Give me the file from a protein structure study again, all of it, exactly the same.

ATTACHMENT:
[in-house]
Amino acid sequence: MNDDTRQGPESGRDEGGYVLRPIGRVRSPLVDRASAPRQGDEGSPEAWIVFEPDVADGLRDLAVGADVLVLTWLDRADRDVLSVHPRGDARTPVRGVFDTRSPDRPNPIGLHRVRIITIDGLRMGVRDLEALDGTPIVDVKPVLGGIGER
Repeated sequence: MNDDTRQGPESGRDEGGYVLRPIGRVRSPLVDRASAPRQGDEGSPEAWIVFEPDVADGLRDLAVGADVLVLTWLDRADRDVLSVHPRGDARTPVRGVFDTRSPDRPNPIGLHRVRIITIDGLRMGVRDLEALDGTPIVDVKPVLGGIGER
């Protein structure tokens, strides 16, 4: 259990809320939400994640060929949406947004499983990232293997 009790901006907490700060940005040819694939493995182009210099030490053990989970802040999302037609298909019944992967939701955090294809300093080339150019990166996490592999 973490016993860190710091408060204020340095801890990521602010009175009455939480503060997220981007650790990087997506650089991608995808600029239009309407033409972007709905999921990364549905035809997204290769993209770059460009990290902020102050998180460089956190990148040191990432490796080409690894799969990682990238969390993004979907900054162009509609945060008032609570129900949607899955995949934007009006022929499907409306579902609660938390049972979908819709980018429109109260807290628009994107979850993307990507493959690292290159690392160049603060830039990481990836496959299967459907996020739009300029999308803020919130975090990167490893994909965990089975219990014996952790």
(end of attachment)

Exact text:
[in-house]
Amino acid sequence: MNDDTRQGPESGRDEGGYVLRPIGRVRSPLVDRASAPRQGDEGSPEAWIVFEPDVADGLRDLAVGADVLVLTWLDRADRDVLSVHPRGDARTPVRGVFDTRSPDRPNPIGLHRVRIITIDGLRMGVRDLEALDGTPIVDVKPVLGGIGER
Repeated sequence: MNDDTRQGPESGRDEGGYVLRPIGRVRSPLVDRASAPRQGDEGSPEAWIVFEPDVADGLRDLAVGADVLVLTWLDRADRDVLSVHPRGDARTPVRGVFDTRSPDRPNPIGLHRVRIITIDGLRMGVRDLEALDGTPIVDVKPVLGGIGER
């Protein structure tokens, strides 16, 4: 259990809320939400994640060929949406947004499983990232293997 009790901006907490700060940005040819694939493995182009210099030490053990989970802040999302037609298909019944992967939701955090294809300093080339150019990166996490592999 973490016993860190710091408060204020340095801890990521602010009175009455939480503060997220981007650790990087997506650089991608995808600029239009309407033409972007709905999921990364549905035809997204290769993209770059460009990290902020102050998180460089956190990148040191990432490796080409690894799969990682990238969390993004979907900054162009509609945060008032609570129900949607899955995949934007009006022929499907409306579902609660938390049972979908819709980018429109109260807290628009994107979850993307990507493959690292290159690392160049603060830039990481990836496959299967459907996020739009300029999308803020919130975090990167490893994909965990089975219990014996952790």